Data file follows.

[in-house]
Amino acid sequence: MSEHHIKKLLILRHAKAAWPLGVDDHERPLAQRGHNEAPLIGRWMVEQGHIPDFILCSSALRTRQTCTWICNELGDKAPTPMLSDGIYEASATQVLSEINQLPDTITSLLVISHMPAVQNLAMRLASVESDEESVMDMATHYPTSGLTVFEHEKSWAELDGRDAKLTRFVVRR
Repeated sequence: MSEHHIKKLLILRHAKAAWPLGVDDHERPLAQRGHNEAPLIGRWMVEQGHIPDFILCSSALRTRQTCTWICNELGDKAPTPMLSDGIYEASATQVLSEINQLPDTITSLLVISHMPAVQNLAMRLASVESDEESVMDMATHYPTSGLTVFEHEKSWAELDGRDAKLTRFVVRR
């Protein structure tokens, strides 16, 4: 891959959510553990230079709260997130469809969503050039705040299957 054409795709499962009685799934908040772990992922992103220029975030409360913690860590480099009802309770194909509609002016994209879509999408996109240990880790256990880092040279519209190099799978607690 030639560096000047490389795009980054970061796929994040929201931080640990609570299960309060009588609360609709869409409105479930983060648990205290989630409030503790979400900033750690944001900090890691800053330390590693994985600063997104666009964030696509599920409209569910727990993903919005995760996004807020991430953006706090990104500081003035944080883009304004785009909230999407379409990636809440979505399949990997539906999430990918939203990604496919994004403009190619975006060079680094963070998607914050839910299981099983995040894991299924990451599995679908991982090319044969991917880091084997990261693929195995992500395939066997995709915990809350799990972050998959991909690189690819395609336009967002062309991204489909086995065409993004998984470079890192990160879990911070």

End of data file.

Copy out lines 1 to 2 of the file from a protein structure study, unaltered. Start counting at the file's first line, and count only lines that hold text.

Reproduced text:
[in-house]
Amino acid sequence: MSEHHIKKLLILRHAKAAWPLGVDDHERPLAQRGHNEAPLIGRWMVEQGHIPDFILCSSALRTRQTCTWICNELGDKAPTPMLSDGIYEASATQVLSEINQLPDTITSLLVISHMPAVQNLAMRLASVESDEESVMDMATHYPTSGLTVFEHEKSWAELDGRDAKLTRFVVRR